Decaying Levees Put Minority and Poor Communities Disproportionately at Risk

Study provides detailed map to help target and prioritize equitable investments for climate change-resilient levees

On the coastline, along riverbanks, and in other low-lying areas, levees are built to keep floodwaters and storm surges contained. These structures are rapidly degrading across America, and the people living behind them are at risk of significant loss and displacement.

According to a new study conducted by professor of civil and environmental engineering Farshid Vahedifard, his graduate student Mohammed Azhar, and Dustin Brown of Mississippi State University, the make-up of communities living behind these levees skews significantly to minorities, people with disabilities, and individuals and families with lower income and lower levels of education.

Almost 36 million people in the U.S. reside in areas protected by a levee as documented in the National Levee Database, but the actual population living behind levees is potentially much larger. That’s because many undocumented levees were originally built by farmers and settlers decades to centuries ago to protect their crops and livestock from flooding, and urbanization has evolved their purpose to protect residential and business communities from flood damage.

These levees were not built with rigorous design codes and construction practices. The American Society of Civil Engineers declared that most U.S. levees are “below standard, with many components at the end of their service life.” To make matters worse, the risk faced by vulnerable communities living behind these levees is compounded by increasingly severe weather events and sea-level rise brought on by climate change.

“The results of this study were eye-opening,” said Vahedifard, who also serves as the resilient and equitable infrastructure lead with the United Nations University Institute for Water, Environment and Health. “We are hoping that it will encourage efforts to mitigate the risk and fulfill our obligation to protect these communities who otherwise have to face an outsized burden with undersized resources.” The study was published in the journal Earth’s Future, and released in the report “Inequities Behind Levees” by the United Nations University’s Institute for Water, Environment and Health.

The challenges and expense of updating and adapting U.S. infrastructure to climate change will be formidable. Vahedifard noted the detailed study, which mapped out both geographic and demographic hotspots, can help prioritize and target these efforts.

The key metric for the study was the disparity in populations at risk—basically a measure of how much more concentrated a population might be behind the levees vs. those in the region who are on higher ground and not in danger. For example, if Blacks make up 15% of the general population on high ground, but 45% behind a levee, then they are three times more concentrated behind the levee, so the disparity would be 300%.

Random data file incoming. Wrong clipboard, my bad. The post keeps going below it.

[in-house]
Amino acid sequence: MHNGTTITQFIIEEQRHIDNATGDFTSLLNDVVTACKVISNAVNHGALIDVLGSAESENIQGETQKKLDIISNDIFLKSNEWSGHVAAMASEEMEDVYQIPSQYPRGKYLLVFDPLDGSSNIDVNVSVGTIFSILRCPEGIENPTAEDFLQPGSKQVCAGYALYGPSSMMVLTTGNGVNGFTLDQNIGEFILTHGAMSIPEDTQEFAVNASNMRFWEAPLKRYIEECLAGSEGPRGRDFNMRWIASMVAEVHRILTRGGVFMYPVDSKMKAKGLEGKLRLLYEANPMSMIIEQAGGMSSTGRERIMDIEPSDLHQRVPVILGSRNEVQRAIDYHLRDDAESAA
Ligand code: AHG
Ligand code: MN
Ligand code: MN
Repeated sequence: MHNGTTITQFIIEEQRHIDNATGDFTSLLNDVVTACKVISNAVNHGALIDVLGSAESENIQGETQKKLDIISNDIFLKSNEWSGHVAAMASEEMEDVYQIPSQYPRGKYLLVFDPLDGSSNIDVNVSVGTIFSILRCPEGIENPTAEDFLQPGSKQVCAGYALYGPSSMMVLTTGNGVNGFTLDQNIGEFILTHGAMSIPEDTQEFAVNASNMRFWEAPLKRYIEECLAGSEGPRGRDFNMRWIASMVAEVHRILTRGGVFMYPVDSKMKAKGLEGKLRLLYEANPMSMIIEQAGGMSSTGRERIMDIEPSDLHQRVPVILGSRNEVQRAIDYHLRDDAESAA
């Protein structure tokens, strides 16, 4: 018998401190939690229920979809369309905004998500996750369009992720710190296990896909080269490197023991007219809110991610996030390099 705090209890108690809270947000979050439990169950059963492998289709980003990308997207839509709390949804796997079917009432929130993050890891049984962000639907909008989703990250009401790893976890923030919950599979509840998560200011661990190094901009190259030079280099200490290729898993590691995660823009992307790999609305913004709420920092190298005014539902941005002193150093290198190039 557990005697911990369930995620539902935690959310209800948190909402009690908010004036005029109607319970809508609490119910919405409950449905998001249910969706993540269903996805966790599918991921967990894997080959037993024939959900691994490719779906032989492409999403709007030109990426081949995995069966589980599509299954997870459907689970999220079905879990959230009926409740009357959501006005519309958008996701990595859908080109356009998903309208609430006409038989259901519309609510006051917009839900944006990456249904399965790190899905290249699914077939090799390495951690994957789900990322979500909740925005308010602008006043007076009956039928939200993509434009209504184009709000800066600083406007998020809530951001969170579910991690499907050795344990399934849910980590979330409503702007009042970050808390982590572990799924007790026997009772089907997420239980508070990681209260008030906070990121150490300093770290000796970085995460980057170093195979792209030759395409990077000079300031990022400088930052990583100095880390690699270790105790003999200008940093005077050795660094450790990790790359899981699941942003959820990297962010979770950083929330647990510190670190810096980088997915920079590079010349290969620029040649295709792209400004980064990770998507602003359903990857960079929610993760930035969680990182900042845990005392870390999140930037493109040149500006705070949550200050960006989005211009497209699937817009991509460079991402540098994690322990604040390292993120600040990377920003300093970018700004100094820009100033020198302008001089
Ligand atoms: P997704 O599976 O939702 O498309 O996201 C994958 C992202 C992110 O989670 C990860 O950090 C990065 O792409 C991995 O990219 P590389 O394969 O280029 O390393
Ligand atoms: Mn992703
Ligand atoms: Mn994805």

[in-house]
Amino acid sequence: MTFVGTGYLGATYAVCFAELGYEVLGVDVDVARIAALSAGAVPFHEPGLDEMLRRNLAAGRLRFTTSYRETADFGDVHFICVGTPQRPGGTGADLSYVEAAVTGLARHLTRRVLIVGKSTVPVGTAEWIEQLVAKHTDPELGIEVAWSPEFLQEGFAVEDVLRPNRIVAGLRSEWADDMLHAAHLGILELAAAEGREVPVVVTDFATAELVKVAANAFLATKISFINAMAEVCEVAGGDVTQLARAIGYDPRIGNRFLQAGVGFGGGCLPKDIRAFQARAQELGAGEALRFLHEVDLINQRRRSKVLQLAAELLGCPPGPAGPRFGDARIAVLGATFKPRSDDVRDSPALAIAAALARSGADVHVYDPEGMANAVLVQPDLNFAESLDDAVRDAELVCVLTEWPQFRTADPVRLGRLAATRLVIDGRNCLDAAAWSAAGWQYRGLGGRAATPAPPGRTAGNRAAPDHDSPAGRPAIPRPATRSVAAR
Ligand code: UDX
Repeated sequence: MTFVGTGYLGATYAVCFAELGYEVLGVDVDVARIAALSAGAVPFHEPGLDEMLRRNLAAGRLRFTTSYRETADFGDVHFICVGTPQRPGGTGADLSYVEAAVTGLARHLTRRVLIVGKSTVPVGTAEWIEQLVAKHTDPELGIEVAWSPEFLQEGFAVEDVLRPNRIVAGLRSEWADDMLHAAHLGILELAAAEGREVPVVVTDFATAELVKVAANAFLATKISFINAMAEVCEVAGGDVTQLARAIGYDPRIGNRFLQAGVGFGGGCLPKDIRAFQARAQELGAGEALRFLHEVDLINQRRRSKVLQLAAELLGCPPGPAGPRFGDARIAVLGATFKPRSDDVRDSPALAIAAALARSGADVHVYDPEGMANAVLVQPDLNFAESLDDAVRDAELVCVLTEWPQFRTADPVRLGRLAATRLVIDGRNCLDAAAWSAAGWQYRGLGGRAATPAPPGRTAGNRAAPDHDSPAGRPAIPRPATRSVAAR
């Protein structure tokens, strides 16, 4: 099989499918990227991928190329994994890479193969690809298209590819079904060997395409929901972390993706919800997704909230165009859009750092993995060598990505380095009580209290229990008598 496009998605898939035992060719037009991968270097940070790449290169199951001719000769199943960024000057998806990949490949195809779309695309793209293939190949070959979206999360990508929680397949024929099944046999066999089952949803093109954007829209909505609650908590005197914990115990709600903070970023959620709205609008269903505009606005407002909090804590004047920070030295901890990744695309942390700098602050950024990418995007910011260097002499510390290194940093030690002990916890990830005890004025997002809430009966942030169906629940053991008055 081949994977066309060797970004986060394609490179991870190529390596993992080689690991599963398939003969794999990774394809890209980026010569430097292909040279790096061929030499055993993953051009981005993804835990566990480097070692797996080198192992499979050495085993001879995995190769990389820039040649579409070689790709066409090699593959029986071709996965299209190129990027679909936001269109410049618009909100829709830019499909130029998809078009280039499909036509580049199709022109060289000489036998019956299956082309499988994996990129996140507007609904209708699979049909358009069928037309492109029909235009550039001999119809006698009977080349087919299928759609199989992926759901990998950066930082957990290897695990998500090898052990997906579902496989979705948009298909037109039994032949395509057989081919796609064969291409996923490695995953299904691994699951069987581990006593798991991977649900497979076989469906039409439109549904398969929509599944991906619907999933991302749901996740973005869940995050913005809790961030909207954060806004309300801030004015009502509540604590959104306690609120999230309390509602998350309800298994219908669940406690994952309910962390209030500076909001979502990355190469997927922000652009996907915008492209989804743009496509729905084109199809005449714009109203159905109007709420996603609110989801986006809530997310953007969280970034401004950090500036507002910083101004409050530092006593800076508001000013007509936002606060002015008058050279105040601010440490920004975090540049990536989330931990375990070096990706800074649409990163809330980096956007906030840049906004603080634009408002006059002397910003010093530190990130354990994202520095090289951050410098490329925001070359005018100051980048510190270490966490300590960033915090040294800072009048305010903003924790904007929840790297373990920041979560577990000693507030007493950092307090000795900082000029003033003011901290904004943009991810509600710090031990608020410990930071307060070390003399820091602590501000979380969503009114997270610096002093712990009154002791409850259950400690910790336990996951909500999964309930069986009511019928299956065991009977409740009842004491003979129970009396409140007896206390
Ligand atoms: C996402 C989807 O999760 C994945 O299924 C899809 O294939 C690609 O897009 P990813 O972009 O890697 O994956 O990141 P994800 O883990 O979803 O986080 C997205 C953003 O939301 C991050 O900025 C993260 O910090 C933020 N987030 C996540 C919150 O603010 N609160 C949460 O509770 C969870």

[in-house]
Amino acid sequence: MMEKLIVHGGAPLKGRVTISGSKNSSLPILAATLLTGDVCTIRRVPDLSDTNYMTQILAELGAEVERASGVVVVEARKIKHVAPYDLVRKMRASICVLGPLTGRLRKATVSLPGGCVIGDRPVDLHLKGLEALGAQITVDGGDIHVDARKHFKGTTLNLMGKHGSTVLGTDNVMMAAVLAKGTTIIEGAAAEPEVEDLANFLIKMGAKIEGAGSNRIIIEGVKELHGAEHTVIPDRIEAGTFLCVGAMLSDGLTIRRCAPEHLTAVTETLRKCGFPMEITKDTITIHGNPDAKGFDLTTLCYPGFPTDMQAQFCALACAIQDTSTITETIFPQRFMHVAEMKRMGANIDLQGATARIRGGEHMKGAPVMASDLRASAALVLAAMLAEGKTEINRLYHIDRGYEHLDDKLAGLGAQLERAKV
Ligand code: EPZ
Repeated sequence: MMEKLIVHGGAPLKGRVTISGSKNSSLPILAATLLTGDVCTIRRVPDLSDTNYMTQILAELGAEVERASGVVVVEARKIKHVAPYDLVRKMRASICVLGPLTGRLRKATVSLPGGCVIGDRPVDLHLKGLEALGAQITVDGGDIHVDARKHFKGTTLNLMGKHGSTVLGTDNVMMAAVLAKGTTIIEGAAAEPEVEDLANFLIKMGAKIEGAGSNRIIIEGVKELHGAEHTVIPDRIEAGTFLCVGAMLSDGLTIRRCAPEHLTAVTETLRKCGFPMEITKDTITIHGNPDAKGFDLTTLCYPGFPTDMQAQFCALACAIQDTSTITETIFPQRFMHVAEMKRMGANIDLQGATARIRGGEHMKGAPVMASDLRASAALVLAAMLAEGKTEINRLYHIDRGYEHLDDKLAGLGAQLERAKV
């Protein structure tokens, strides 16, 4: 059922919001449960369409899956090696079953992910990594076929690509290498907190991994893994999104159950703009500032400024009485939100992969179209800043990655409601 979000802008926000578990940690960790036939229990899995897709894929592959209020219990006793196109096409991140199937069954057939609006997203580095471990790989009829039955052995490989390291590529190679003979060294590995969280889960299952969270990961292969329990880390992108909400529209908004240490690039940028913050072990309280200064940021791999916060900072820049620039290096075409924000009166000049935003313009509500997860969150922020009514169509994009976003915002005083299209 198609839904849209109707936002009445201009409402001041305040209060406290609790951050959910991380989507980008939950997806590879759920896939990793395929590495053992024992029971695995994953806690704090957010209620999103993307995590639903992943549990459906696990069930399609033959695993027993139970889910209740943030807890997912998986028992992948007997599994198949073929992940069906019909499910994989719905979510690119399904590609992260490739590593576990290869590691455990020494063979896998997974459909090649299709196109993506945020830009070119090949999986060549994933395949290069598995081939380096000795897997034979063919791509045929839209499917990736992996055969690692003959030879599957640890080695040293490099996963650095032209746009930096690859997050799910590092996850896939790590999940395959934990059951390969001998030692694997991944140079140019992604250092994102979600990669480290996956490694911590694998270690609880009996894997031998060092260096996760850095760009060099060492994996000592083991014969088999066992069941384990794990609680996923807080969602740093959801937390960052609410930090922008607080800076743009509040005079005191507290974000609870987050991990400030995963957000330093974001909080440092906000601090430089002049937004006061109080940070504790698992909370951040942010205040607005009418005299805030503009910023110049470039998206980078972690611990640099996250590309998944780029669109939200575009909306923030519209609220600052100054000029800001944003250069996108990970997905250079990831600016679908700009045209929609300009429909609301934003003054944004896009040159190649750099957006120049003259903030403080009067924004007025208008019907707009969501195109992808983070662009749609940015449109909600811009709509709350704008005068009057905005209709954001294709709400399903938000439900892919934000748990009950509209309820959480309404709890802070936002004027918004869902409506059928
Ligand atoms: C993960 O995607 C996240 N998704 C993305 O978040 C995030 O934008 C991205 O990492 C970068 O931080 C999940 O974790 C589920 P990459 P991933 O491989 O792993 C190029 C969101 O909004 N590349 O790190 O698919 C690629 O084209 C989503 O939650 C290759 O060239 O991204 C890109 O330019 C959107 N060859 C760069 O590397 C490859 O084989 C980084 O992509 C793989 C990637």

The Sites of Disparity

Vahedifard looked at disparity levels for different minorities and underserved populations, named in the study as Hispanics, Blacks, native Americans, Asians, those with disabilities, and people with low income, or low levels of education. He also broke down the analysis nationally, by region, by state, and by levee condition.

The study additionally examined a segment of the population defined as “disadvantaged” based on the Climate and Economic Justice Screening Tool. This category includes individuals and families burdened by multiple factors including climate change, energy access, health care, housing, historical pollution, transportation, and water infrastructure.

Disadvantaged communities are overrepresented behind levees in 43 states, with a national disparity of 41 percent. Hispanics are the most overrepresented minority in leveed areas nationally with a disparity value of 40 percent, followed by Native American, Asian, and Black communities, with disparities ranging from 16 to 19 percent.

The disparities become more pronounced when looking at specific regions and states. The Northeast and West had the highest disparity, with 57 percent and 51 percent of disadvantaged communities living behind levees. In Southeastern states, the disparity in exposure of Hispanic communities to levee failure is over 60 percent. For Black populations, the disparity is most severe in Midwestern states, also at 60 percent.

Looking at income levels, Western states fared poorly with 41 percent more low-income families in leveed areas than in safer non-leveed neighborhoods. Nationally, there is only a slight increase of disabled populations behind levees, but in the Northeast, there is a disparity of 30 percent of individuals with any form of disability living in at-risk areas behind levees.

State by state, the disparity numbers can be alarmingly high. There are high levels of disparity for Black populations behind levees in Kentucky (284 percent) and Tennessee (156 percent). Disadvantaged populations in levee zones in Utah, Connecticut, Rhode Island, and Georgia can be twice as high as they are on safer ground, and in Vermont, the difference is more than six-fold.

“No matter how you slice it, vulnerable, underserved populations are concentrated in areas that are likely to experience some of the worst effects of climate change and infrastructure decay,” said Vahedifard. “This study gives us a powerful toolset to allow engineers, social scientists, and policymakers to identify and focus on restoring infrastructure and climate resilience where it is needed the most.”

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